Ranthambore National Park: From Bust to Boom

Something incredible has happened in the magical wild kingdom that is the famous tiger reserve of Ranthambore. Just over a decade ago in 2005, the Rajasthan state government declared an emergency – a red alert on the state of the tigers within its borders. The state’s most famous wildlife attraction seemed doomed to extinction with only two male adults, eleven females and five youngsters left in a small 392 square kilometre of a reserve based in the ancient Aravalli fold hills south of the state capital, Jaipur. All seemed lost.

Tigers on the brink

The increasing demand for tiger products had driven a skilled poaching tribe, the Mogya, on a killing spree, benefiting from poor protection efforts, gaping shortages and the low morale of forest staff employed to guard the reserve’s increasingly porous borders. Mogyas proved adept, in small skilled groups, at tracking and killing any tigers on the borders of the park and had even brazenly been lifting them from core areas. With new alarm bells ringing, the police were galvanised into action, protection staff strengthened with new powers and equipment, and alongside Tigerwatch charity they began to fight back.

Village tip-offs began to pour in and before long large numbers of the Mogya poachers were being caught, in fact 70 were picked up red-handed over the following three years. Furthermore a huge effort was made to integrate and educate this largely nomadic tribe who historically lived by hunting alongside the largely pastoral communities on the park boundaries. Alternative livelihoods were sought, including incorporation into the ranks of protection staff and education programmes, and the results soon began to pay dividends. Poaching largely stopped in Ranthambore, even if Rajasthan’s only other tiger reserve, Sariska, 80 miles away was now suffering the consequences of the better monitoring here, and was dramatically declared devoid of all tigers in early 2007.

Things are looking up

Today Ranthambore is booming. Under the wise and strict guidance of Field Director, Mr Y.K Sahu and his team, and with support from many of its tourism enterprises, visionary community outreach programmes and long-term partnerships with external agencies like Tigerwatch, Ranthambore’s tiger population is now up to 60 individuals. This is 25% above its last historic high and already set to bursting point, so much so that young male tigers are pouring out of its borders to find their own forests in which to settle. A few months ago two tigers were being tracked as they headed south and east out of the safety of the reserve and across inhospitable, densely-packed agricultural landscapes, bent by feline instinct on survival and territorial conquest.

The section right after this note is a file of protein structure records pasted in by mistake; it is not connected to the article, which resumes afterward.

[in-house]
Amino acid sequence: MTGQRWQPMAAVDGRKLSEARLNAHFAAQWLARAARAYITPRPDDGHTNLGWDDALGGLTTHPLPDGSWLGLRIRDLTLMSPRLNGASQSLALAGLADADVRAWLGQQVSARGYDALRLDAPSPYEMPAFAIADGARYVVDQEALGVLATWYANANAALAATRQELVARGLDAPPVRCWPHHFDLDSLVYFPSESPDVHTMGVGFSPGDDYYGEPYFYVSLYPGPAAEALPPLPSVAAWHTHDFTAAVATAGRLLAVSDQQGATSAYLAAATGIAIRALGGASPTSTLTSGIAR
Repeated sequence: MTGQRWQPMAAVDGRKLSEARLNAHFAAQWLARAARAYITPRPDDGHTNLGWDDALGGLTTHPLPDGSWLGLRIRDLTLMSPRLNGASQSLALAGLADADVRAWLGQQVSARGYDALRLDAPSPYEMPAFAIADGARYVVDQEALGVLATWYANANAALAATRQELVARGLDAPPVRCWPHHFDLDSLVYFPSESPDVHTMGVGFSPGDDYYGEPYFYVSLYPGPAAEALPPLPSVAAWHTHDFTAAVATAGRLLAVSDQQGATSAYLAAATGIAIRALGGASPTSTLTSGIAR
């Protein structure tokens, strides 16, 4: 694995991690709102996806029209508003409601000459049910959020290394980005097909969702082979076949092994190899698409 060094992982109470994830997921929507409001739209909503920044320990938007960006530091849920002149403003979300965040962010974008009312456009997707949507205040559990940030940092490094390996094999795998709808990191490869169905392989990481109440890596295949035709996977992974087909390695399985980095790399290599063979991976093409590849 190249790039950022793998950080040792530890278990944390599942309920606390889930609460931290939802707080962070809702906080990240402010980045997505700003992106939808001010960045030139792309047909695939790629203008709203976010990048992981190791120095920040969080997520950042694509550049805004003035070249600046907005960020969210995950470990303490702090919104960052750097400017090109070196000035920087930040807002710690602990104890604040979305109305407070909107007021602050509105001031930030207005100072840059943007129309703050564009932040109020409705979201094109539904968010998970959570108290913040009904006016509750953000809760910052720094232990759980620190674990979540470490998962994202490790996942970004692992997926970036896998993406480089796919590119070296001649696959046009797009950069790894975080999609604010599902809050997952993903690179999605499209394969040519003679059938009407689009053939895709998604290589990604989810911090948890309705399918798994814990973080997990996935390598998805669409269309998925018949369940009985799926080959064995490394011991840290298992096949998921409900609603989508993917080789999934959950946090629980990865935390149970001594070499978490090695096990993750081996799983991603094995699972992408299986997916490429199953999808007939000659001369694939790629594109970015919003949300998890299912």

Tigers and tourism in Ranthambore National Pakl
Sustainable tourism has contributed to the renewed interest in saving India’s tigers

Nonetheless the most exciting part of this success is the rewilding that has happened so rapidly in the southern part of the park, and the ongoing demand from a never-ending stream of visitors can take some of the credit. Here in the unvisited and overgrazed Sawai Mansingh Sanctuary, which had been a neglected part of the reserve since 1991, a few large herders agreed to give up cattle and take up guiding visitors instead. The almost immediate change in the landscape, with the decreased cattle grazing, was astounding and what in 2009 had been the habitat of a single lone tiger with a poor diet, over the next six years became once again a green haven bursting with biodiversity, full of spotted deer and sambar, and now home to over 15 tigers. It also employs 60 locals as park guides for the many excited travellers who only a few years ago refused to go near the area.

Success spills over

Though many cattle and sheep herds still graze on the park fringes, well-administered and generous cattle compensation schemes, supplemented by park entry fee revenues, now ensure herders accept the odd livestock death as part of everyday life, not the family disaster it once was. Furthermore some three village relocations in the northern area have helped extend Ranthambore’s boundaries and given over 50 square kilometres more space for wildlife.

Not only has Ranthambore’s success been good for its own tigers, but it has helped re-establish a new breeding population from the original 8 tigers relocated in nearby Sariska, today numbering 13 individuals. This success has also ensured little-known forests, long since devoid of tigers like those of Mukandara Hill Tiger Reserve and Kuno Palpur in Madhya Pradesh, are increasingly occupied by the striped cat.

Could this be the future? Perhaps now that there is a real belief and a viable success story that can be emulated to ensure these large carnivores will remain in their historic homes long into the future.


Julian Matthews is Chairman of nature tourism action charity TOFTigers, which sponsors the Village Guardian Programme in Ranthambore. This programme has been very successful in reducing poaching and illegal activities on the fringes of the park. TOFTigers recently awarded On The Go Tours runner up in the International Tour Operator of the Year category. You can visit Ranthambore for a tiger safari with On The Go Tours on our 9 day Shere Khan itinerary.  

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